The Guild has settled two grievances with the Post-Dispatch, resulting in financial settlements for seven journalists and seven salespersons.
In the salesperson case, the company agreed to return a significant portion of the digital sales penalties against certain salespersons in Periods 4 and 5.
The Guild agrees the company has the right to modify sales commission and bonus plans, in hopes of boosting sales promotion. The Guild understands the urgency to build digital sales, since print advertising in newspapers continues to decline nationwide.
But we argued the company did NOT have the right to take away money our people earned on the print side if they failed to meet goals on the digital side.
At best, this penalty was a punitive form of motivation who must meet challenging goals to get paid.
At worst, this penalty was another way to increase the profit margin on print advertising sales.
The company ended this practice after our members protested through collective action. Business representative Mary Casey did a tremendous job working with our members as well as company management to resolve this problem.
Our salespeople received tremendous support from their colleagues in the newsroom on this matter. Post-Dispatch unit chair Joe Holleman did an excellent job rallying the troops.
The Guild proceeded with a grievance, claiming the company should return the penalties it deducted.
To settle this case, the company agreed to pay the seven salespersons $3,115. Most of them will regain 75 percent of the earnings the company took away from them.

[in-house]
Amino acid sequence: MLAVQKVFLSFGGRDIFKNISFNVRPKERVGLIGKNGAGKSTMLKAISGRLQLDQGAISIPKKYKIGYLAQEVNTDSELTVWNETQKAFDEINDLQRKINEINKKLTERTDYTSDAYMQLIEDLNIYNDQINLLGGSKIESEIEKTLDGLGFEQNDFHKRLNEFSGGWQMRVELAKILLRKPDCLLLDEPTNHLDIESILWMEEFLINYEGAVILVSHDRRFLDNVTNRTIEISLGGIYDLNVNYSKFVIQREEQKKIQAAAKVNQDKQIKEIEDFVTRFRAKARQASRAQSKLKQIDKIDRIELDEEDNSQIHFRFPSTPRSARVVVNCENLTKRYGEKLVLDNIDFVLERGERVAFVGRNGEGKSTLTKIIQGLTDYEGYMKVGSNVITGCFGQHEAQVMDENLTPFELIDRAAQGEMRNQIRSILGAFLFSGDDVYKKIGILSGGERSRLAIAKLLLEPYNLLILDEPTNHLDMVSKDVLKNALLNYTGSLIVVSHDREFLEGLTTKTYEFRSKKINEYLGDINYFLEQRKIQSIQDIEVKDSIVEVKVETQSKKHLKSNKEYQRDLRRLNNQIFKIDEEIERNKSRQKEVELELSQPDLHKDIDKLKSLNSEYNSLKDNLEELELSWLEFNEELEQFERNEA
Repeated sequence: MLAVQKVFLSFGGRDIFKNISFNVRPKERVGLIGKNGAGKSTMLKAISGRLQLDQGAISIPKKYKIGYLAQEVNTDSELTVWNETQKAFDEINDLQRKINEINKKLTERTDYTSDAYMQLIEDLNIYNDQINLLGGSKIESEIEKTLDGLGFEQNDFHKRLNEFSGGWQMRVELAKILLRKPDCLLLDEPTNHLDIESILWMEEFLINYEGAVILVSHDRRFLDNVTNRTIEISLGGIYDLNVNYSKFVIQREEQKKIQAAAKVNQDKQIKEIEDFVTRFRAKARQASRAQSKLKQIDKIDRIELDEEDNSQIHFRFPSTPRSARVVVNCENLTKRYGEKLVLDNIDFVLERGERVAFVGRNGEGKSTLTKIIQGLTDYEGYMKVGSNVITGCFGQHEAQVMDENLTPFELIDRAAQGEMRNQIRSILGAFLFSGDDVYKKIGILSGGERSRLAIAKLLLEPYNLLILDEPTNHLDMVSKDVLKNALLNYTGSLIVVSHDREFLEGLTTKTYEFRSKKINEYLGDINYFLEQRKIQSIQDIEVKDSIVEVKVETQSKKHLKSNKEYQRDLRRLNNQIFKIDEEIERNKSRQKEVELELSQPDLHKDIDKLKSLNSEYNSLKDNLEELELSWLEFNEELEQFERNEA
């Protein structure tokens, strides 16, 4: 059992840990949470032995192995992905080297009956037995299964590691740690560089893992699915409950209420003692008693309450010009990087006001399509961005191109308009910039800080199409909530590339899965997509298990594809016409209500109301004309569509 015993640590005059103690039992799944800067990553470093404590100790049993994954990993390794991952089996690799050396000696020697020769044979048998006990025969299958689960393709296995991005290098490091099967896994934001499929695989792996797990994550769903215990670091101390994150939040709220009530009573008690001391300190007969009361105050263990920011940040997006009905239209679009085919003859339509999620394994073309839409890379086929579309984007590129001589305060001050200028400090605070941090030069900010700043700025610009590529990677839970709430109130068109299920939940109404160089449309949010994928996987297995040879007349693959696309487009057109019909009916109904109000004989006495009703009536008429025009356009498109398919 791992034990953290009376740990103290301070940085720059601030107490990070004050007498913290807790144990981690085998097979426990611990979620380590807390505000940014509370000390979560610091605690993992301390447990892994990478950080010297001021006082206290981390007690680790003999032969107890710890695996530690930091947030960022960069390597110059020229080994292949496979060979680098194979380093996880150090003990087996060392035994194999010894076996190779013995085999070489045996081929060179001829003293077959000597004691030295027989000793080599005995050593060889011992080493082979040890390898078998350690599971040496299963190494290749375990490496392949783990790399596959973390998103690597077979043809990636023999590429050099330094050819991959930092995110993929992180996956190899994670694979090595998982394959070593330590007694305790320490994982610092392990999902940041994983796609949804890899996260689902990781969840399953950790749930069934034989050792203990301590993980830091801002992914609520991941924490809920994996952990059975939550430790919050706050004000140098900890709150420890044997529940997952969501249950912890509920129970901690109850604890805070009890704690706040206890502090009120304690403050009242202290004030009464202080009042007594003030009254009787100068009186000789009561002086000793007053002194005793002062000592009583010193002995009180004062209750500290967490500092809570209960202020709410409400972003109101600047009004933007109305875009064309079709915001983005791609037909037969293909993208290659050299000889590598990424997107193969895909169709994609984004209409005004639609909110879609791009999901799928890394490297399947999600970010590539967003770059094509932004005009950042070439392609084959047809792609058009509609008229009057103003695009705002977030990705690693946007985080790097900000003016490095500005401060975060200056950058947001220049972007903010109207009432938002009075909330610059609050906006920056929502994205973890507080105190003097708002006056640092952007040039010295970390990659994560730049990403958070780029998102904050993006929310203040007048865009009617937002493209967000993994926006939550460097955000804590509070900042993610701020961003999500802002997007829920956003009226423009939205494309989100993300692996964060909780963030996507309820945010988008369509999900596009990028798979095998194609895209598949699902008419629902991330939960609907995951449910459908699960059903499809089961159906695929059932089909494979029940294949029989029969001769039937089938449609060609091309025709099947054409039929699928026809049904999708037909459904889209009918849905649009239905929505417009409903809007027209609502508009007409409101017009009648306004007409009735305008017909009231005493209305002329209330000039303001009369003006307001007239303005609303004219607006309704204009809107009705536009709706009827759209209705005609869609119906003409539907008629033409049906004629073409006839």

In the newsroom case, the Guild argued that copy editors work in a higher classification than reporters. We made that claim because our top wage scale for copy editors is $15 per week more than our top scale for reporters.
In our view, that put copy editors into an “A-plus” classification.
We argued that A-scale reporters forced to work on the copy desk should be paid an additional $6 per shift for working in a higher classification. We also contended that reporters could not be asked to work desk shifts after one year, based on the following language in Article 6, No. 5:
“No employee shall be assigned to work in another classification on a regular basis in excess of (12) consecutive months unless otherwise agreed to by the employee.”
The company argued that the editor classification is no higher than the reporter classification, despite the differential. But to settle the grievance, the company agreed to pay seven of the impacted reporters the $6 differential for the shifts worked up until the point the grievance was filed.
The settlement — which does not include the three reporters who were already earning above-scale wages — adds up to about $3,100.
As part of the settlement, our only member who actually grieved this matter, will not be required to work copy desk shifts for the duration of the current contract.
To settle the case, the Guild agreed to relinquish its claim that copy editing is a higher classification. So reporters forced to work copy desks shifts going forward will not be eligible for the $6 differential.
The Guild feels strongly that reporters should report and copy editors should edit copy. The Guild believes the P-D should staff its copy desk with trained and experienced editors.
We will revisit this topic when negotiations for a new collective bargaining agreement begin next year.